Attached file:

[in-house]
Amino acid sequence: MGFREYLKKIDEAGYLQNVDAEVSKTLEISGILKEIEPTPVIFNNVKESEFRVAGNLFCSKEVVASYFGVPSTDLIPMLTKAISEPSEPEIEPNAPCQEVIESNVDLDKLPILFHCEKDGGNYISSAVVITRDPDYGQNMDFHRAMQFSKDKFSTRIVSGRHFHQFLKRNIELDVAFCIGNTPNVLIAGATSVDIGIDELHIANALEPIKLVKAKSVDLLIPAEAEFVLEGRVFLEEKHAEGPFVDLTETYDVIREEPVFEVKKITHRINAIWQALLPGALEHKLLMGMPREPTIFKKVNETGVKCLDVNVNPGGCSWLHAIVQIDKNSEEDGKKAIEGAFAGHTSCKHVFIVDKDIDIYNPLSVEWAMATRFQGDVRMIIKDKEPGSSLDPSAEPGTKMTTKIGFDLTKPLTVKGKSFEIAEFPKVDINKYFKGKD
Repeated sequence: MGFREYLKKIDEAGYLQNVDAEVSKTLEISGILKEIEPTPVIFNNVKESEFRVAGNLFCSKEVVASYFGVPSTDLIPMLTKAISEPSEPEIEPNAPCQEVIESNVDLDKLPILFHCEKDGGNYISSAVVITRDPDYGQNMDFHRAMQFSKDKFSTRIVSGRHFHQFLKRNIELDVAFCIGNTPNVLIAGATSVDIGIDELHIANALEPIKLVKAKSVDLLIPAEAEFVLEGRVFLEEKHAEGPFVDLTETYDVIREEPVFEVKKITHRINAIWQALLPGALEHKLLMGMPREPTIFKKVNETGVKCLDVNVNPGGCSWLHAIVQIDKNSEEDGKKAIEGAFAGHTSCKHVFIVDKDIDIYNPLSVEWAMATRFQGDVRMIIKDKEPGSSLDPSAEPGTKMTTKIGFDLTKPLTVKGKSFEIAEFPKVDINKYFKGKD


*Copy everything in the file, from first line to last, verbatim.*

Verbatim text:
[in-house]
Amino acid sequence: MGFREYLKKIDEAGYLQNVDAEVSKTLEISGILKEIEPTPVIFNNVKESEFRVAGNLFCSKEVVASYFGVPSTDLIPMLTKAISEPSEPEIEPNAPCQEVIESNVDLDKLPILFHCEKDGGNYISSAVVITRDPDYGQNMDFHRAMQFSKDKFSTRIVSGRHFHQFLKRNIELDVAFCIGNTPNVLIAGATSVDIGIDELHIANALEPIKLVKAKSVDLLIPAEAEFVLEGRVFLEEKHAEGPFVDLTETYDVIREEPVFEVKKITHRINAIWQALLPGALEHKLLMGMPREPTIFKKVNETGVKCLDVNVNPGGCSWLHAIVQIDKNSEEDGKKAIEGAFAGHTSCKHVFIVDKDIDIYNPLSVEWAMATRFQGDVRMIIKDKEPGSSLDPSAEPGTKMTTKIGFDLTKPLTVKGKSFEIAEFPKVDINKYFKGKD
Repeated sequence: MGFREYLKKIDEAGYLQNVDAEVSKTLEISGILKEIEPTPVIFNNVKESEFRVAGNLFCSKEVVASYFGVPSTDLIPMLTKAISEPSEPEIEPNAPCQEVIESNVDLDKLPILFHCEKDGGNYISSAVVITRDPDYGQNMDFHRAMQFSKDKFSTRIVSGRHFHQFLKRNIELDVAFCIGNTPNVLIAGATSVDIGIDELHIANALEPIKLVKAKSVDLLIPAEAEFVLEGRVFLEEKHAEGPFVDLTETYDVIREEPVFEVKKITHRINAIWQALLPGALEHKLLMGMPREPTIFKKVNETGVKCLDVNVNPGGCSWLHAIVQIDKNSEEDGKKAIEGAFAGHTSCKHVFIVDKDIDIYNPLSVEWAMATRFQGDVRMIIKDKEPGSSLDPSAEPGTKMTTKIGFDLTKPLTVKGKSFEIAEFPKVDINKYFKGKD